Canon’s RF 15-35mm f/2.8 forms the wide-angle end of a trio of lenses that many photographers consider the “holy trinity” of zooms needed to cover most shooting situations. In addition to a wide-angle zoom, the trinity is made up of a “normal” zoom (24mm to 70mm) and a telephoto zoom (70mm to 200mm). To complete the trinity test, in Part Two I look at Canon’s RF 28-70mm f/2 and RF 70-200mm f/2.8.
The Zoom Advantage
I’ve avoided zoom lenses up to now, preferring the traditionally sharper optics and faster speed of fixed focal length “prime” lenses for the high demands of astrophotography. However, the high quality of Canon’s RF 15-35mm provides good reason to switch to a zoom. Though costly, the RF 15-35mm can replace several wide-angle primes, making for a more compact kit of gear when traveling. Note that this lens fits only on Canon R-series mirrorless cameras. It will not fit, nor focus, on a Canon DSLR.
Zooms also offer the flexibility of framing and composing nightscape scenes more easily. For those reasons, a wide-angle zoom with a range from 14mm to 24mm or to 35mm has long been a favorite choice of nightscape photographers, with f/2.8 lenses from Nikon, Sigma, Sony and Tamron being top picks.
Canon’s RF 15-35mm was introduced in 2019 as one of the flagship L-series lenses for Canon’s then new mirrorless R cameras. Like its predecessor, the 16-35mm L Mark III made for Canon DSLRs, the new RF lens offers a constant speed of f/2.8 throughout the range, but with a new optical design providing a welcome extra millimeter of wide-angle reach.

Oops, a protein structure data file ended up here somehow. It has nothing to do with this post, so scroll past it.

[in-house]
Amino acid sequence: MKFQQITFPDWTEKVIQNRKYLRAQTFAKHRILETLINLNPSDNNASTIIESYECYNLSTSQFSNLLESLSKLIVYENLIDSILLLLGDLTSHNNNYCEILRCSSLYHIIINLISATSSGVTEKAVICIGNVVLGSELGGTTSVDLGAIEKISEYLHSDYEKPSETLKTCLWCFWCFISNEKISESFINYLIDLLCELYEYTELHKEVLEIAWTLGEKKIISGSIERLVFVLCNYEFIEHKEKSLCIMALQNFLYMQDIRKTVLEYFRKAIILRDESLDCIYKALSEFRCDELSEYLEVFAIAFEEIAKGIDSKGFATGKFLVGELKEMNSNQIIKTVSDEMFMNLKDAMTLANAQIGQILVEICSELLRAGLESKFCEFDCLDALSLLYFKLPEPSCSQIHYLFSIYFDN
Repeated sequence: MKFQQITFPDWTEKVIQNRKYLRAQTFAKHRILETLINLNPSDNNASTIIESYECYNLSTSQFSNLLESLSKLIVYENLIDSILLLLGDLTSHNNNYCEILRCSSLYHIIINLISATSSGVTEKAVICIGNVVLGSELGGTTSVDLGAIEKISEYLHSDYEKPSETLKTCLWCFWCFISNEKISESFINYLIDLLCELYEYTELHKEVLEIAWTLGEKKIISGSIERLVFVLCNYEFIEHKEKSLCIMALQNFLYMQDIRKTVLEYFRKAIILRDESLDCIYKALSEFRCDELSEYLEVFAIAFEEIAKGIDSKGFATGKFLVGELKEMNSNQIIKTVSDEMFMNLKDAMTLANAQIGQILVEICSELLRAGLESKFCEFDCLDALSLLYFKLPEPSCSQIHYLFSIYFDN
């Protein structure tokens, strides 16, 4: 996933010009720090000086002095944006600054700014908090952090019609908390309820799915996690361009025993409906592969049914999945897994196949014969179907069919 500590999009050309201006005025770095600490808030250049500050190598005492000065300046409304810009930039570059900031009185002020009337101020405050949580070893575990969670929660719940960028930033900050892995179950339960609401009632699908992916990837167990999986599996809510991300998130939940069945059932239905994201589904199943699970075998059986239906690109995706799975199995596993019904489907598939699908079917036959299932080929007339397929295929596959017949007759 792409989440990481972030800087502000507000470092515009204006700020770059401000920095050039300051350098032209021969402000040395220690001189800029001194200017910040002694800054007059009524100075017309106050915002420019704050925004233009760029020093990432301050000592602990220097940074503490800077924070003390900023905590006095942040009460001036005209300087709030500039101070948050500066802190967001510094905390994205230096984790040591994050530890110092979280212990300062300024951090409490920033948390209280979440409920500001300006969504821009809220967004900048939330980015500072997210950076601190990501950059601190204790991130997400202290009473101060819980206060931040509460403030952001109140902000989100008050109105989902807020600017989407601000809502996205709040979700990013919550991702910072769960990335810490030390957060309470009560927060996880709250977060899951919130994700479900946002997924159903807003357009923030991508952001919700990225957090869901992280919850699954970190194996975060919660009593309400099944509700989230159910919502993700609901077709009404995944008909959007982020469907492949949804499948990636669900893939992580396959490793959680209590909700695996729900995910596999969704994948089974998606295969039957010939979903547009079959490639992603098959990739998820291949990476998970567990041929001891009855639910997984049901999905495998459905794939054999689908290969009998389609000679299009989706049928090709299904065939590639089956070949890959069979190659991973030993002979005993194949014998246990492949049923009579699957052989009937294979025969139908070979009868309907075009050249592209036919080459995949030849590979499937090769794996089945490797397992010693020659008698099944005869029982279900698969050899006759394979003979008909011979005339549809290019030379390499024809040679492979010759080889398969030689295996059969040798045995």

Testing the Optics
The severe test of any lens is to shoot starfields with the camera on a tracker to eliminate star trails which might mimic aberrations. Stars should appear pinpoint sharp and free of colorful halos both in the center of the frame and out as far as possible to the extreme corners.
Remarkably, the RF 15-35mm performs at its best at 15mm, usually the most demanding focal length for aberrations. As I show here, at the extreme corners stars show a small degree of astigmatism elongating their images. Compared to my Rokinon 14mm SP, their premium wide prime, the Canon RF isn’t quite as sharp to the corners. So here the prime outperforms the zoom.
At 35mm, stars show more tangential and sagittal astigmatism than at 15mm, flaring stars at the corners into winged shapes. However, compared to my Canon L-series 35mm prime at f/2.8, a lens I’ve long valued for its sharpness, the Canon RF zoom is better. The zoom beats the prime.
It is at the mid-range of 24mm where off-axis aberrations appear their worst, exhibiting what looks like coma beginning about 50 percent from center to edge, but still well controlled at the corners.
Indeed, even at 24mm the Canon RF looks sharper than my old 24mm Canon L-series prime and, as I show here, outperforms my Sigma 24mm Art at the corners, even with the Sigma prime stopped down to f/2.8. Again, zoom beats prime.